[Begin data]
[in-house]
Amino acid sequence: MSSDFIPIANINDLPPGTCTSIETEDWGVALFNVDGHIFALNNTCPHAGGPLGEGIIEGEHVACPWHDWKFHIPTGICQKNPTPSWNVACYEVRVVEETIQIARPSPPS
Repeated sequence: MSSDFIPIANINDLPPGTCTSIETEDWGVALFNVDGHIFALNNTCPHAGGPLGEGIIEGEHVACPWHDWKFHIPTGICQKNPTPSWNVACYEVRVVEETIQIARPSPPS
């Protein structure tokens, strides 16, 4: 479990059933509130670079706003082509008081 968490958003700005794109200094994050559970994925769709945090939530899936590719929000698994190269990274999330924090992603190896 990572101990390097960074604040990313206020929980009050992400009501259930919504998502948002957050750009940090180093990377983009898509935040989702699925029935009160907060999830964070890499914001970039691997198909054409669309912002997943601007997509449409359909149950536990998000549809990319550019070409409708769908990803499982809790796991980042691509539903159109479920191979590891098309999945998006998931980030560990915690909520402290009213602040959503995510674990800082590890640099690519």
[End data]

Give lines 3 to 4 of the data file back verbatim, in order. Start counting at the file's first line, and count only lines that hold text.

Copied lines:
Repeated sequence: MSSDFIPIANINDLPPGTCTSIETEDWGVALFNVDGHIFALNNTCPHAGGPLGEGIIEGEHVACPWHDWKFHIPTGICQKNPTPSWNVACYEVRVVEETIQIARPSPPS
């Protein structure tokens, strides 16, 4: 479990059933509130670079706003082509008081 968490958003700005794109200094994050559970994925769709945090939530899936590719929000698994190269990274999330924090992603190896 990572101990390097960074604040990313206020929980009050992400009501259930919504998502948002957050750009940090180093990377983009898509935040989702699925029935009160907060999830964070890499914001970039691997198909054409669309912002997943601007997509449409359909149950536990998000549809990319550019070409409708769908990803499982809790796991980042691509539903159109479920191979590891098309999945998006998931980030560990915690909520402290009213602040959503995510674990800082590890640099690519």